4.9.3.2.Cross-correlation function 181

4.9.3.3. Power spectral density 181

4.9.4. Filtering a sampled random signal 182

4.9.4.1. Spectral density of the filtered signal 183

4.9.4.2. Correlation between input and output signals (cross-correlation) 183

4.9.4.3.Colored noise 183

4.9.5. Spectral estimation 184

4.9.5.1.Estimating the autocorrelation function 184

4.9.5.2. Non-parametric spectral estimation with periodogram 185

4.9.5.3. Parametric spectral estimation: ARMA, AR, MA 187

4.9.5.4. Toeplitz matrix and Levinson algorithm 189

4.10. Linear prediction, coding and speech synthesis, adaptive filtering 192

4.10.1. Linear prediction 192

4.10.1.1. Variance minimization 193

4.10.1.2. Example of speech processing: coding and synthesis 194

4.10.2.1. The least squares method with exponential forgetting 196

4.10.2.2. The stochastic gradient descent algorithm 197

4.10.2.3. Example: echo cancelation 198

Chapter 5. Information and Coding Theory 201

5.1. Information theory 201

5.1.1.The basic diagram of a telecommunication system 202

5.2. Information measurement 202

5.2.1. Algebraic definition of information 203

5.2.2. Probabilistic definition of information 203

5.2.3. Self-information 204

5.2.4.Unit of information 204

5.2.5. Conditional information 205

5.2.6.Mutual information 205

5.3.Entropy 206

5.3.1.Entropy of a memoryless source 206

5.3.2.Entropy of a binary source 206

5.3.3.Maximumentropy 207

5.3.4. Joint entropy of random variables 208

5.3.5. Average conditional entropy 208

5.3.7.Averagemutual information 210

5.3.8. Conditional average mutual information 210

5.3.9. Extension to the continuous case 210

5.4. Source modeling 211

5.4.1. Concept of sources with and without memory 211

5.4.2.Discrete Markov source in discrete time 212

5.4.3. The main types of source 215

5.4.3.1.The binary source 215

5.4.3.2. Text, or alphabetic source 216

5.4.4. Information rate of the source 217

5.5. Source coding 217

5.5.1.Code efficiency 217

5.5.2. Redundancy of a code 219

5.5.3. Instantaneous and uniquely decipherable codes 220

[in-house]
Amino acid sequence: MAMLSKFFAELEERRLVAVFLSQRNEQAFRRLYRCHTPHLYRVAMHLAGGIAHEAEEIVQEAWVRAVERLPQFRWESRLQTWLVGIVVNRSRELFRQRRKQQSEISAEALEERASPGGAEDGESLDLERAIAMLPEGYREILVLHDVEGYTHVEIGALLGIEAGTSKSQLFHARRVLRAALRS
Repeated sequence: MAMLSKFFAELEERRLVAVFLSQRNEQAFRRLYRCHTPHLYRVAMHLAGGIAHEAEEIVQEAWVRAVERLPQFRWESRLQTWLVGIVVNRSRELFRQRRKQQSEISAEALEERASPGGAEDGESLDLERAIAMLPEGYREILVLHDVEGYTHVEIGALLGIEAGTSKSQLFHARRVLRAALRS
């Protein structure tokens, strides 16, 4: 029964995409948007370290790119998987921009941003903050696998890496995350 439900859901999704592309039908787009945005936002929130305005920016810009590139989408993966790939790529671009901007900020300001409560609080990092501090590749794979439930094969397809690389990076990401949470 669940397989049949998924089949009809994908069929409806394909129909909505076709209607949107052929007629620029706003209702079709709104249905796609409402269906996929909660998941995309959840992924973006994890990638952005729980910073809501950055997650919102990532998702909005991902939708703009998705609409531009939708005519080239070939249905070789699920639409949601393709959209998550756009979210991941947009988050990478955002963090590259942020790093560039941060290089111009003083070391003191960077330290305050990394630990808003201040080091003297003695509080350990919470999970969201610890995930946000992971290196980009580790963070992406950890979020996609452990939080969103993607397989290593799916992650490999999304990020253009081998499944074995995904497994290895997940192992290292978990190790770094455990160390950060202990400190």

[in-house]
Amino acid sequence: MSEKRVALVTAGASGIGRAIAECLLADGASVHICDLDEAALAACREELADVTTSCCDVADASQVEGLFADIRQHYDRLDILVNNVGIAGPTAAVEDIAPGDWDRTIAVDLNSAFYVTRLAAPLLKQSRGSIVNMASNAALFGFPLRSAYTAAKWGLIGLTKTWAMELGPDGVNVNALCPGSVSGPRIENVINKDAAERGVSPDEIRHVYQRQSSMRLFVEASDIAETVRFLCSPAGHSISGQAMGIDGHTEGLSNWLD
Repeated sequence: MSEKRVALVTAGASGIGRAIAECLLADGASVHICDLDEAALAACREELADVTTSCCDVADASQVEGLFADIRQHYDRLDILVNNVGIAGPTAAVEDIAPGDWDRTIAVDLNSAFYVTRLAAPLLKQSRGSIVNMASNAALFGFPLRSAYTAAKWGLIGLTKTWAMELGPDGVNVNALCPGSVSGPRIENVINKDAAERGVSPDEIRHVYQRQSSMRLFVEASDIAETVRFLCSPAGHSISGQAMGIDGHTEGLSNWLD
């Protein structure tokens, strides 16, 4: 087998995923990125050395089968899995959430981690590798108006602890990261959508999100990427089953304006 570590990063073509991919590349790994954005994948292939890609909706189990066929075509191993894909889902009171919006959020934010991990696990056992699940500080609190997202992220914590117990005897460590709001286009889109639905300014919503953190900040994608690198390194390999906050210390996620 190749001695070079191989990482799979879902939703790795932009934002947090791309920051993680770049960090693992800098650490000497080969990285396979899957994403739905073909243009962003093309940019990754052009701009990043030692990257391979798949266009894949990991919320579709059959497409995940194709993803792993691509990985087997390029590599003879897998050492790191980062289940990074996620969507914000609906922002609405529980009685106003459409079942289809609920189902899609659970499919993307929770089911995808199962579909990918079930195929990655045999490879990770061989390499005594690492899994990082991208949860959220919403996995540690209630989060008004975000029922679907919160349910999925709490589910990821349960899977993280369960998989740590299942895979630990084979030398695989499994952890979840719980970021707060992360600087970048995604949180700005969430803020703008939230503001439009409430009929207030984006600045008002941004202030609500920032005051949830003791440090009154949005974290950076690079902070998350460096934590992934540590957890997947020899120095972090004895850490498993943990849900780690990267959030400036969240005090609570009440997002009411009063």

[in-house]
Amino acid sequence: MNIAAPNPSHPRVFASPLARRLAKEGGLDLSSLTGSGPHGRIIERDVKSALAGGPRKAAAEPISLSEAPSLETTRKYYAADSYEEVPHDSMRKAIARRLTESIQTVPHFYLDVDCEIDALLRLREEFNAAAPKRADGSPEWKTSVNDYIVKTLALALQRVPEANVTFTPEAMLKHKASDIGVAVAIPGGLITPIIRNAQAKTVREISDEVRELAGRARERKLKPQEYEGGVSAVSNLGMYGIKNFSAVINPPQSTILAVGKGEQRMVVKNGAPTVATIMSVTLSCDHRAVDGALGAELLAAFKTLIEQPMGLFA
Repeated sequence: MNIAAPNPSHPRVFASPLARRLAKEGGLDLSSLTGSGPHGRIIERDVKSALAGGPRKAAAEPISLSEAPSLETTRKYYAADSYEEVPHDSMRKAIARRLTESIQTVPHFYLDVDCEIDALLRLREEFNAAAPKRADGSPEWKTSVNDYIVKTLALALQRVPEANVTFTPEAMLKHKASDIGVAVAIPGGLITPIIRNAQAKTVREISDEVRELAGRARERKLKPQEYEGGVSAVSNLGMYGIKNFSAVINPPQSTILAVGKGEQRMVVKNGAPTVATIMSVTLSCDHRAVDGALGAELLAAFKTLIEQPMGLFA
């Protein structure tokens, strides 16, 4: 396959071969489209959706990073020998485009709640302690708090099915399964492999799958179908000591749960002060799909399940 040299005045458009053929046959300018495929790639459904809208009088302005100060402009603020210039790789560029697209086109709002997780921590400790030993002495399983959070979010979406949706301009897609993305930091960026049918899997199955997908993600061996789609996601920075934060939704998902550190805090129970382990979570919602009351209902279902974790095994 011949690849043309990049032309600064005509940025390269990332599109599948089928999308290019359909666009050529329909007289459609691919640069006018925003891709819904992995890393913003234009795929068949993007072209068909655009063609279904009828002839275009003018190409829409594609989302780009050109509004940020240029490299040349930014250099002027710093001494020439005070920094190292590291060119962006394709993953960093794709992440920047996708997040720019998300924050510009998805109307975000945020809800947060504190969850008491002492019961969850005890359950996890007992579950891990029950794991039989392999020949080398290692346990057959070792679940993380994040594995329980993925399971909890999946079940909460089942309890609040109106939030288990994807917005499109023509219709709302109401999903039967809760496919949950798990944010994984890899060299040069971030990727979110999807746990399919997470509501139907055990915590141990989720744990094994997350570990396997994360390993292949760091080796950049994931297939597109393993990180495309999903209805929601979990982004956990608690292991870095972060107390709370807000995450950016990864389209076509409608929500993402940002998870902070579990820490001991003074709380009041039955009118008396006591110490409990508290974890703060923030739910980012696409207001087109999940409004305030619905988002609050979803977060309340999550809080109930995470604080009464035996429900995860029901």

5.6. Shannon’s first theorem 220

5.6.1. Optimal coding 220

5.6.2. Shannon’s first theorem 222

5.7.Coding and data compression 224

5.7.1. Huffman coding algorithm 224

5.7.2. Retrieval algorithms and decision trees 226

5.7.3. (Reversible) data compression 227

5.7.3.1.The Huffman method 228

5.7.3.2. Fano method 229

5.7.3.3. Shannon’s method 230

5.7.3.4. Arithmetic coding 230

5.7.3.5. Adaptive and dictionary methods 233

5.7.4. Image compression 234

5.7.4.1. Describing an image: luminance and chrominance 234

5.7.4.2. Image redundancy 236

5.7.4.3.The discrete cosine transform(DCT) 237

5.7.4.4. Quantization and coding 242

5.7.4.5. Recent methods: wavelets 244

5.7.4.6. JPEG2000 250

5.8. Channel modeling 252

5.8.1. Definition of the channel 252

5.8.2. Channel capacity 253

5.8.3. Binary symmetric channel 254

5.9. Shannon’s second theorem 254

5.9.1. The noisy-channel coding theorem (Shannon’s second theorem) 255

5.10. Error-detecting and error-correcting codes 256

5.10.1. Algebraic coding 257

5.10.1.1. Principles 257

5.10.1.2. Hamming distance 258

5.10.1.3. Detection and correction capability 260

5.10.1.4. Additional definitions and properties 261

5.10.1.5. Linear block codes, group codes 262

5.10.1.6. Cyclic codes 267

5.10.2. Convolutional codes 272

5.10.2.1. D-transform 273

5.10.2.2. Graphical representation, graphs and trellis 273

5.10.2.3.Viterbi’s algorithm 275

5.10.3. Combined codes and turbo codes 276

5.10.3.1. Interleaving 277

5.10.3.2. Product codes 278

5.10.3.3. Concatenation 278

5.10.3.4. Parallelization 278

5.10.3.5. Turbo codes 278

5.11.Cryptology 282

5.11.1.Encryption 282

5.11.1.1. Symmetric-key encryption 282

5.11.1.2. Public-key encryption 284

5.11.2. Digital signature 286

5.11.3. Signature and hashing 286

Chapter 6. Traffic and Queueing Theory 289

6.1. Traffic concepts 289

6.1.1. The Erlang concept 290

6.1.2.Traffic modeling 291